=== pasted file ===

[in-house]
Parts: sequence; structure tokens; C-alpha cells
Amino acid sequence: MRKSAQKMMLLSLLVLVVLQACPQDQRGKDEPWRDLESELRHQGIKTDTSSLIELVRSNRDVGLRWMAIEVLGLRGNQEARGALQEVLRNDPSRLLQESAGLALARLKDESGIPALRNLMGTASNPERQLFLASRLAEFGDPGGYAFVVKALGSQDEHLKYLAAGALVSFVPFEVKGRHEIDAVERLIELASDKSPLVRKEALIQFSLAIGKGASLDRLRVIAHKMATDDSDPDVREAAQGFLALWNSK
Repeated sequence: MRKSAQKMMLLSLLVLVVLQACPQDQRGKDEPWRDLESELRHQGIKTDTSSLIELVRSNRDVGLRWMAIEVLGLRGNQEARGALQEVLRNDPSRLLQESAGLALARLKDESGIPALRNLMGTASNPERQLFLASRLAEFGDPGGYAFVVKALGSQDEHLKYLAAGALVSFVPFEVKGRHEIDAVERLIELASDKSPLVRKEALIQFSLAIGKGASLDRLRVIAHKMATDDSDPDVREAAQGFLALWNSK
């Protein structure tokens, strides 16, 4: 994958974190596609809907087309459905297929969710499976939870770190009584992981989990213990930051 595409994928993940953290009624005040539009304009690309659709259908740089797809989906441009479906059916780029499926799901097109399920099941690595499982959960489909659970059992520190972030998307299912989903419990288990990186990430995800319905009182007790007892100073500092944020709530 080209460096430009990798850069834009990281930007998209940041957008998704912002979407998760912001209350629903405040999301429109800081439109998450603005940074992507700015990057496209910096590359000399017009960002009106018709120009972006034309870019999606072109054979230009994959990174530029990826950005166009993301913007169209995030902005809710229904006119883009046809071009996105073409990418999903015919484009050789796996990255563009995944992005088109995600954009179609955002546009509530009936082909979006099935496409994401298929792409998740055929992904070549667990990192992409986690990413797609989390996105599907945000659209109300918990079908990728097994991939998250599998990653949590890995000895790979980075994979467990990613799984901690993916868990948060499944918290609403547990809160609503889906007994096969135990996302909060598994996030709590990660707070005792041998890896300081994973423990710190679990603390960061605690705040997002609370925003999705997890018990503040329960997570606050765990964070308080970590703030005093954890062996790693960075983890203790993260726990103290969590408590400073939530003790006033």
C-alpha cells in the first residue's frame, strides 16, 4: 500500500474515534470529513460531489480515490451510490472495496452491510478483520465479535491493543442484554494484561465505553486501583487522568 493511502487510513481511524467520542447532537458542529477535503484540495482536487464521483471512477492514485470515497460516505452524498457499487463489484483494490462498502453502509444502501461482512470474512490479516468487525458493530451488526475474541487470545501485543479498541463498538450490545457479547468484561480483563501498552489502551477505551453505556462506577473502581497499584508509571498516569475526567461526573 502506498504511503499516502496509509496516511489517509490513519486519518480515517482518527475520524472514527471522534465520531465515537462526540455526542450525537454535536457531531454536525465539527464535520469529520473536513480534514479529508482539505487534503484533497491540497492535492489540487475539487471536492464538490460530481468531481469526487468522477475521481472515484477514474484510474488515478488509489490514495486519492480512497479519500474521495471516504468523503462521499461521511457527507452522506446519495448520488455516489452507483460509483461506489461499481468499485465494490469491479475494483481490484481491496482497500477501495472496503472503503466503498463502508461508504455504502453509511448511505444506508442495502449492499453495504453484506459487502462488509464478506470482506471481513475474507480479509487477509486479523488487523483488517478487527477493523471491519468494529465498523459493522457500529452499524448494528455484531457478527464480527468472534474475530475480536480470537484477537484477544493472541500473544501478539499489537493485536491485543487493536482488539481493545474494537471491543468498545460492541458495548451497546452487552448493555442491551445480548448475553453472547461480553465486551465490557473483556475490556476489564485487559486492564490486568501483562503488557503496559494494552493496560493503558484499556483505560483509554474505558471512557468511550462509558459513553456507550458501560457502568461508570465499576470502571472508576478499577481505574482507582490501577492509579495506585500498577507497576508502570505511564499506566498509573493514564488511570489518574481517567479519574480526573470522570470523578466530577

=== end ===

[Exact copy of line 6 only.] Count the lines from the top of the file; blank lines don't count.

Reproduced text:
C-alpha cells in the first residue's frame, strides 16, 4: 500500500474515534470529513460531489480515490451510490472495496452491510478483520465479535491493543442484554494484561465505553486501583487522568 493511502487510513481511524467520542447532537458542529477535503484540495482536487464521483471512477492514485470515497460516505452524498457499487463489484483494490462498502453502509444502501461482512470474512490479516468487525458493530451488526475474541487470545501485543479498541463498538450490545457479547468484561480483563501498552489502551477505551453505556462506577473502581497499584508509571498516569475526567461526573 502506498504511503499516502496509509496516511489517509490513519486519518480515517482518527475520524472514527471522534465520531465515537462526540455526542450525537454535536457531531454536525465539527464535520469529520473536513480534514479529508482539505487534503484533497491540497492535492489540487475539487471536492464538490460530481468531481469526487468522477475521481472515484477514474484510474488515478488509489490514495486519492480512497479519500474521495471516504468523503462521499461521511457527507452522506446519495448520488455516489452507483460509483461506489461499481468499485465494490469491479475494483481490484481491496482497500477501495472496503472503503466503498463502508461508504455504502453509511448511505444506508442495502449492499453495504453484506459487502462488509464478506470482506471481513475474507480479509487477509486479523488487523483488517478487527477493523471491519468494529465498523459493522457500529452499524448494528455484531457478527464480527468472534474475530475480536480470537484477537484477544493472541500473544501478539499489537493485536491485543487493536482488539481493545474494537471491543468498545460492541458495548451497546452487552448493555442491551445480548448475553453472547461480553465486551465490557473483556475490556476489564485487559486492564490486568501483562503488557503496559494494552493496560493503558484499556483505560483509554474505558471512557468511550462509558459513553456507550458501560457502568461508570465499576470502571472508576478499577481505574482507582490501577492509579495506585500498577507497576508502570505511564499506566498509573493514564488511570489518574481517567479519574480526573470522570470523578466530577